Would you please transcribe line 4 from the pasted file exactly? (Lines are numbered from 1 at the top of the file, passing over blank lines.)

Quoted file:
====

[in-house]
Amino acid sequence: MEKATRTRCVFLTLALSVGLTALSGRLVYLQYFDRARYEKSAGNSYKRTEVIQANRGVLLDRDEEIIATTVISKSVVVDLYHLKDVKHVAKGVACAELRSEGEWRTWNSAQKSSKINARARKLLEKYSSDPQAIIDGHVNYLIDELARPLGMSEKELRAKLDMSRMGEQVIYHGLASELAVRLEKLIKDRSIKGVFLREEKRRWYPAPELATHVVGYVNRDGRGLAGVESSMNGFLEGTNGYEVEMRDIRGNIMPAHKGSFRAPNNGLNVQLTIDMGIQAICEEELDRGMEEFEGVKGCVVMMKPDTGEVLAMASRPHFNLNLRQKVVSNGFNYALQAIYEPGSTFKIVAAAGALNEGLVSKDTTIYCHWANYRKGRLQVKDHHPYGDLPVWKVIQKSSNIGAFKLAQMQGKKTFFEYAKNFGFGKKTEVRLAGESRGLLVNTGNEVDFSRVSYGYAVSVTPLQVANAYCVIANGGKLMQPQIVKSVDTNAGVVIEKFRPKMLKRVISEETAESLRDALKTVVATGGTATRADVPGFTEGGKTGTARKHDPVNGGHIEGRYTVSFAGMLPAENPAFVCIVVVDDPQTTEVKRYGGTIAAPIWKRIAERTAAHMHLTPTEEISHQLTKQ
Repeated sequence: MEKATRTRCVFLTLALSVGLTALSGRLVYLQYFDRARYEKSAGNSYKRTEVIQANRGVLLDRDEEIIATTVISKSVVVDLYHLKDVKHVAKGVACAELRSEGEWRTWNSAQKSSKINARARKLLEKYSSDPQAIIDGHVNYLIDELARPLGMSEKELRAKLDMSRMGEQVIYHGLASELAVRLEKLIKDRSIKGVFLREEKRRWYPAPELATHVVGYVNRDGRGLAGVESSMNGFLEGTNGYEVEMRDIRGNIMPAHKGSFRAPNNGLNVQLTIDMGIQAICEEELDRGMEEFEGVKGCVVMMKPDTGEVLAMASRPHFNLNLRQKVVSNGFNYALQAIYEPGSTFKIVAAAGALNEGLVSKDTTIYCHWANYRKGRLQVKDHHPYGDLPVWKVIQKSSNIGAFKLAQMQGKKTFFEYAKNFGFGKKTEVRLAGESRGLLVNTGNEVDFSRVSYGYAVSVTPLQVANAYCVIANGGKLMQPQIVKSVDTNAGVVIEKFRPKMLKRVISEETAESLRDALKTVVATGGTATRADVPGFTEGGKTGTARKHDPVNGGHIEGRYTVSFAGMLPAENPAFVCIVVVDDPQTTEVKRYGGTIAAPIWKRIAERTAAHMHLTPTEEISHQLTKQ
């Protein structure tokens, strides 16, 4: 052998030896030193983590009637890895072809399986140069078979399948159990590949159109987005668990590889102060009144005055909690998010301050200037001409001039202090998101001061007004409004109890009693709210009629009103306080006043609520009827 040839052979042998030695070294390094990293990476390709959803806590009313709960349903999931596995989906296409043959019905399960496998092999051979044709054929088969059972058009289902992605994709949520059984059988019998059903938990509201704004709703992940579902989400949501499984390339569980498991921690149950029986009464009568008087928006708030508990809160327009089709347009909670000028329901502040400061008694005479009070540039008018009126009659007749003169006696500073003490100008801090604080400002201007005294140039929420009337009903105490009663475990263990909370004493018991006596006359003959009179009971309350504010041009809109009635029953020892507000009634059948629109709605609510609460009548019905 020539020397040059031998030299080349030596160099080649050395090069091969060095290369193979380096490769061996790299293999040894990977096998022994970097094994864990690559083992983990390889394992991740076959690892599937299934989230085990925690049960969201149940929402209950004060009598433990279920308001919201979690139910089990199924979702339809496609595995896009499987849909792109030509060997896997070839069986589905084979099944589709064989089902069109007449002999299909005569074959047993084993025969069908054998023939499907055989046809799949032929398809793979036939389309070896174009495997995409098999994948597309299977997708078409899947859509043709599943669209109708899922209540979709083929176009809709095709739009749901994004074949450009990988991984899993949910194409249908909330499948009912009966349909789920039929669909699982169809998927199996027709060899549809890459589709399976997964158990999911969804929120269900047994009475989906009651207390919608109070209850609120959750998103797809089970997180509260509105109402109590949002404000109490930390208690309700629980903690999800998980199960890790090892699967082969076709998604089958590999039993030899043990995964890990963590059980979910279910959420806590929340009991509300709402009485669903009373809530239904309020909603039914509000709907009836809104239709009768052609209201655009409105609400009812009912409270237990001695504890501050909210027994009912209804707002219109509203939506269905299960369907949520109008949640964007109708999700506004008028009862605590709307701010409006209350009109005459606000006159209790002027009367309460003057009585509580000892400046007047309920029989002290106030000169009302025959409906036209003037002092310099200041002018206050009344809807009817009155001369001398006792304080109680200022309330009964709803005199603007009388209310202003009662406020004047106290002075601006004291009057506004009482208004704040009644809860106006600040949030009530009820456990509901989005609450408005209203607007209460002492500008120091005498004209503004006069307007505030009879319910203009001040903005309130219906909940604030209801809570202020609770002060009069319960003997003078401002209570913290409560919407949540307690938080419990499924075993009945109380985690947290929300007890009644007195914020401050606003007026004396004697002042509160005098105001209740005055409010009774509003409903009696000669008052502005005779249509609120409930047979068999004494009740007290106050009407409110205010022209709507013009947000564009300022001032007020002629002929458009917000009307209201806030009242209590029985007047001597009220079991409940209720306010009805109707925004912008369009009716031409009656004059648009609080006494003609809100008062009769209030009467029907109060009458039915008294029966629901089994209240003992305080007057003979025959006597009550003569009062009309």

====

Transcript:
């Protein structure tokens, strides 16, 4: 052998030896030193983590009637890895072809399986140069078979399948159990590949159109987005668990590889102060009144005055909690998010301050200037001409001039202090998101001061007004409004109890009693709210009629009103306080006043609520009827 040839052979042998030695070294390094990293990476390709959803806590009313709960349903999931596995989906296409043959019905399960496998092999051979044709054929088969059972058009289902992605994709949520059984059988019998059903938990509201704004709703992940579902989400949501499984390339569980498991921690149950029986009464009568008087928006708030508990809160327009089709347009909670000028329901502040400061008694005479009070540039008018009126009659007749003169006696500073003490100008801090604080400002201007005294140039929420009337009903105490009663475990263990909370004493018991006596006359003959009179009971309350504010041009809109009635029953020892507000009634059948629109709605609510609460009548019905 020539020397040059031998030299080349030596160099080649050395090069091969060095290369193979380096490769061996790299293999040894990977096998022994970097094994864990690559083992983990390889394992991740076959690892599937299934989230085990925690049960969201149940929402209950004060009598433990279920308001919201979690139910089990199924979702339809496609595995896009499987849909792109030509060997896997070839069986589905084979099944589709064989089902069109007449002999299909005569074959047993084993025969069908054998023939499907055989046809799949032929398809793979036939389309070896174009495997995409098999994948597309299977997708078409899947859509043709599943669209109708899922209540979709083929176009809709095709739009749901994004074949450009990988991984899993949910194409249908909330499948009912009966349909789920039929669909699982169809998927199996027709060899549809890459589709399976997964158990999911969804929120269900047994009475989906009651207390919608109070209850609120959750998103797809089970997180509260509105109402109590949002404000109490930390208690309700629980903690999800998980199960890790090892699967082969076709998604089958590999039993030899043990995964890990963590059980979910279910959420806590929340009991509300709402009485669903009373809530239904309020909603039914509000709907009836809104239709009768052609209201655009409105609400009812009912409270237990001695504890501050909210027994009912209804707002219109509203939506269905299960369907949520109008949640964007109708999700506004008028009862605590709307701010409006209350009109005459606000006159209790002027009367309460003057009585509580000892400046007047309920029989002290106030000169009302025959409906036209003037002092310099200041002018206050009344809807009817009155001369001398006792304080109680200022309330009964709803005199603007009388209310202003009662406020004047106290002075601006004291009057506004009482208004704040009644809860106006600040949030009530009820456990509901989005609450408005209203607007209460002492500008120091005498004209503004006069307007505030009879319910203009001040903005309130219906909940604030209801809570202020609770002060009069319960003997003078401002209570913290409560919407949540307690938080419990499924075993009945109380985690947290929300007890009644007195914020401050606003007026004396004697002042509160005098105001209740005055409010009774509003409903009696000669008052502005005779249509609120409930047979068999004494009740007290106050009407409110205010022209709507013009947000564009300022001032007020002629002929458009917000009307209201806030009242209590029985007047001597009220079991409940209720306010009805109707925004912008369009009716031409009656004059648009609080006494003609809100008062009769209030009467029907109060009458039915008294029966629901089994209240003992305080007057003979025959006597009550003569009062009309």